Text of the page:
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The Naked Truth About Unintended Legislative Consequences

An advocacy group for nude recreation has been a presence at the annual meeting of state legislators for decades — not to advertise, but to prevent inadvertent disruption of a way of life and a multibillion-dollar industry.

A lapel pin distributed at the 2023 summit of the National Conference of State Legislatures is the 30th in a series from a group monitoring legislation that can inadvertently affect clothing-optional recreation.
(Carl Smith/Governing)
INDIANAPOLIS — Well over 200 organizations had booths in the exhibit hall at the recent meeting of the National Conference of State Legislatures (NCSL). Government associations, nonprofits and private companies were all there, offering a wide range of perspectives and resources.

It might seem incongruous for the American Association for Nude Recreation (AANR), to exhibit at such an event, but they’ve had a booth every year since the early 1990s. AANR doesn’t come to promote nudism, but to help lawmakers understand the ways that laws intended to curb illicit activity can inadvertently affect legitimate, family-friendly businesses.

Erich Schuttauf, AANR’s executive director and legal counsel, recognizes that nudism is not for everyone. But it’s a bigger industry than most people realize, encompassing clubs, resorts and even cruises.

The sector is especially strong in the Sun Belt, bringing an estimated $4 billion in direct revenue each year to Florida alone. The total economic impact from nudist visitors is believed to be well over $7 billion.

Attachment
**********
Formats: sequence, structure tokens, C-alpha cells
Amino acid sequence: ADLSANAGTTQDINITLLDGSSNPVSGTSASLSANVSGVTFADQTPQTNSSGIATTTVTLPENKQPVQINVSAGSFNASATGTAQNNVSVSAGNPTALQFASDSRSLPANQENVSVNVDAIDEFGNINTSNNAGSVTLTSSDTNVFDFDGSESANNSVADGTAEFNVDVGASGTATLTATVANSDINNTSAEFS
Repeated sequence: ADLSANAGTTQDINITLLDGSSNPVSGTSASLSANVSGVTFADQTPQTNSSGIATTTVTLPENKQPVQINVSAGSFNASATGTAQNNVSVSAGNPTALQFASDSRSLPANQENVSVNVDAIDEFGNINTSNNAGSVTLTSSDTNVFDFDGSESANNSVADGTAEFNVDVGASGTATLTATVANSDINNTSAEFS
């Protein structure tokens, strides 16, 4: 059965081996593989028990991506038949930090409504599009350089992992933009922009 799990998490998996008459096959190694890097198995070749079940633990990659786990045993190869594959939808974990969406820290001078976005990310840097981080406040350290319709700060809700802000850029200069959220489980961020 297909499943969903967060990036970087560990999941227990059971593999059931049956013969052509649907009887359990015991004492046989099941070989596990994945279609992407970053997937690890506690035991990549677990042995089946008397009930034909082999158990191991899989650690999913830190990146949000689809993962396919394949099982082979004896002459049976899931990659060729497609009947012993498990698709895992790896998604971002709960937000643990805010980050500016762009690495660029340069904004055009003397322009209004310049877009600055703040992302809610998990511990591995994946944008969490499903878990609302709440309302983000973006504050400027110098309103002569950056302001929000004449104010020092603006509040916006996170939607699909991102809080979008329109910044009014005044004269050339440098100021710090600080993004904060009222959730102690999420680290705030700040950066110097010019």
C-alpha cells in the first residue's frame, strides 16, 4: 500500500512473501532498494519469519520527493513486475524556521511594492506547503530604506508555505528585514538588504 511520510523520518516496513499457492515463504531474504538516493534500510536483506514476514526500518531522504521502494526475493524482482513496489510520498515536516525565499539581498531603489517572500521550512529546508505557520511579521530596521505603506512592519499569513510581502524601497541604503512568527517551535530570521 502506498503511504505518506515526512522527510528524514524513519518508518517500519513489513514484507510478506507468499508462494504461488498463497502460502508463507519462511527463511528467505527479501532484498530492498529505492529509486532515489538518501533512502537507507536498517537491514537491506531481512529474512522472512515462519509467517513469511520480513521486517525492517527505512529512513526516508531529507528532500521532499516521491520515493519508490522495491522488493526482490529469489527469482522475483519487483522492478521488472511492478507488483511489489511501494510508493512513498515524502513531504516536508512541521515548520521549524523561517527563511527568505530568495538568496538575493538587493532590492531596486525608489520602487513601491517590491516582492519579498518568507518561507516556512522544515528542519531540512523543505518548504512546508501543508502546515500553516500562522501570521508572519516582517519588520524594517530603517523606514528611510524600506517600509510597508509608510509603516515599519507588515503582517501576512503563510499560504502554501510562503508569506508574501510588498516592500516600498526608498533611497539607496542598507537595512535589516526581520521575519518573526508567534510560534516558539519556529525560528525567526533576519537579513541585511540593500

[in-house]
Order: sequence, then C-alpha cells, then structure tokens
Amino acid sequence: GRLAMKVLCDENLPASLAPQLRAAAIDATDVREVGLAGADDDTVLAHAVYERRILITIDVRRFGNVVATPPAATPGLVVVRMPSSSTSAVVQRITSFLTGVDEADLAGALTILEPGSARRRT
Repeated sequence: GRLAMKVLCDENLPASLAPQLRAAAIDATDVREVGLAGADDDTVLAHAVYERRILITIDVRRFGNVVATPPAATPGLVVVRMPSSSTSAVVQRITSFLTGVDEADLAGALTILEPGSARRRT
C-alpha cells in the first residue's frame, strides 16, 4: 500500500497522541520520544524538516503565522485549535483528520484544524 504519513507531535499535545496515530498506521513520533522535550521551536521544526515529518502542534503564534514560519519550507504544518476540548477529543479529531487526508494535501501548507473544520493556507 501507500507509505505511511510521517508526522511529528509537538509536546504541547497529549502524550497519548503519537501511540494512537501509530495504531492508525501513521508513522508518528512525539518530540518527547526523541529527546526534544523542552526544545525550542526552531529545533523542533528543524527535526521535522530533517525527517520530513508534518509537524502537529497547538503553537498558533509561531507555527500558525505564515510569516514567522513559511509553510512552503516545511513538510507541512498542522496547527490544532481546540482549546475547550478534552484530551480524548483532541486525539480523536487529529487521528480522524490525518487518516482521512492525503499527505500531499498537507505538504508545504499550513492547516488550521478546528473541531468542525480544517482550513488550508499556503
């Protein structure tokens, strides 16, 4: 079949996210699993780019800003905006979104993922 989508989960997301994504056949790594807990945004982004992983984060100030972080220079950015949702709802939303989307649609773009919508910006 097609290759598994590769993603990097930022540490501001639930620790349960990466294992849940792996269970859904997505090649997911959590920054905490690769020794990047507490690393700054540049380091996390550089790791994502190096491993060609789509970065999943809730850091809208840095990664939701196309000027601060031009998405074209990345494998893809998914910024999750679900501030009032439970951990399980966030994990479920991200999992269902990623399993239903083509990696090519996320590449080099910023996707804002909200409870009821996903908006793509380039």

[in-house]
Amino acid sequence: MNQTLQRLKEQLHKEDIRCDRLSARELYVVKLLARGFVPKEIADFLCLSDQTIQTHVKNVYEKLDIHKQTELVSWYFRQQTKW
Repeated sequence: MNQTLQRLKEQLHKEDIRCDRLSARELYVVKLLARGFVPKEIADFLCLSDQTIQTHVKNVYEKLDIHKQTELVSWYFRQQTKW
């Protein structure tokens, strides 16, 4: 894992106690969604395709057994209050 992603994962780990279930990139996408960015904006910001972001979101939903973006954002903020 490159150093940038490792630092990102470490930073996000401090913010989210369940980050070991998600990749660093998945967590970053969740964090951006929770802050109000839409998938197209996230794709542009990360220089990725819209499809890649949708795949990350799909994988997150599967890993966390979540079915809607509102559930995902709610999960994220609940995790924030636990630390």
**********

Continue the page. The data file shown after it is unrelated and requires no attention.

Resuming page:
The most oppressive regulation passed since AANR’s formation in 1931, says Schuttauf, was an Arkansas bill passed in 1958 that restricted advocacy for nudism. It hasn’t been enforced for years, but he's hoping to see it dropped off the books, nonetheless.

More often, a bill intended to restrict activity in strip clubs or on film sets will include language or words that inadvertently cause these restrictions to apply to clothing-optional businesses. For example, it could become illegal for such businesses to serve alcohol with a meal even though that was outside of the intent of the bill.

In recent years, there have been more bills seeking to censor library materials, Schuttauf says. “That could affect us because we have literature on file to explain what nude recreation is about.”

“We need them to write bills for the purpose they are looking for, but to exclude us,” says Kathy Watzel, a past president of AANR. “We’re not why they are writing that bill.”
AANR executive director Erich Shuttauf and past president Kathy Watzel in the NCSL exhibit hall with a photo showing 25 years of conference pins.
(Carl Smith/Governing)

Put a Pin on It

After their first visit to the NCSL meeting, AANR members brainstormed ways to foster attention and engagement with lawmakers attending the conference. The idea emerged to create a lapel pin that would change each year, a collectible that would bring people back to the booth again and again.

The marketing strategy worked. The idea that a group promoting clothing-free activities was giving away lapel pins was fertile ground for jokes, and even the occasional headline.

The collection now includes 30 pins; spend a few minutes at the AANR booth and you’ll see a stream of NCSL attendees arrive, eager to see the latest design. (The 2023 pin honors the host city, Indianapolis, depicting a woman in a race car.)

AANR’s advocacy might seem relatively insignificant in the scheme of things. But there’s no good reason for the state to make things complicated for those who seek clothing-optional recreation or relaxation in places specifically created for such activity.

Schuttauf is not happy a 1958 Supreme Court ruling that “nudist” magazines were not obscene and could be sent through the postal system opened the door for a mail-based industry selling material that actually was obscene.

There are countless examples where government actions have had unintended and unwanted consequences, whether because politics demanded a narrow course of action or because a problem that was not fully understood was involved. Perhaps AANR’s experience is a comparatively nonthreatening way to introduce a conversation about a very serious subject.
Carl Smith is a senior staff writer for Governing and covers a broad range of issues affecting states and localities. He can be reached at or on Twitter at @governingwriter.
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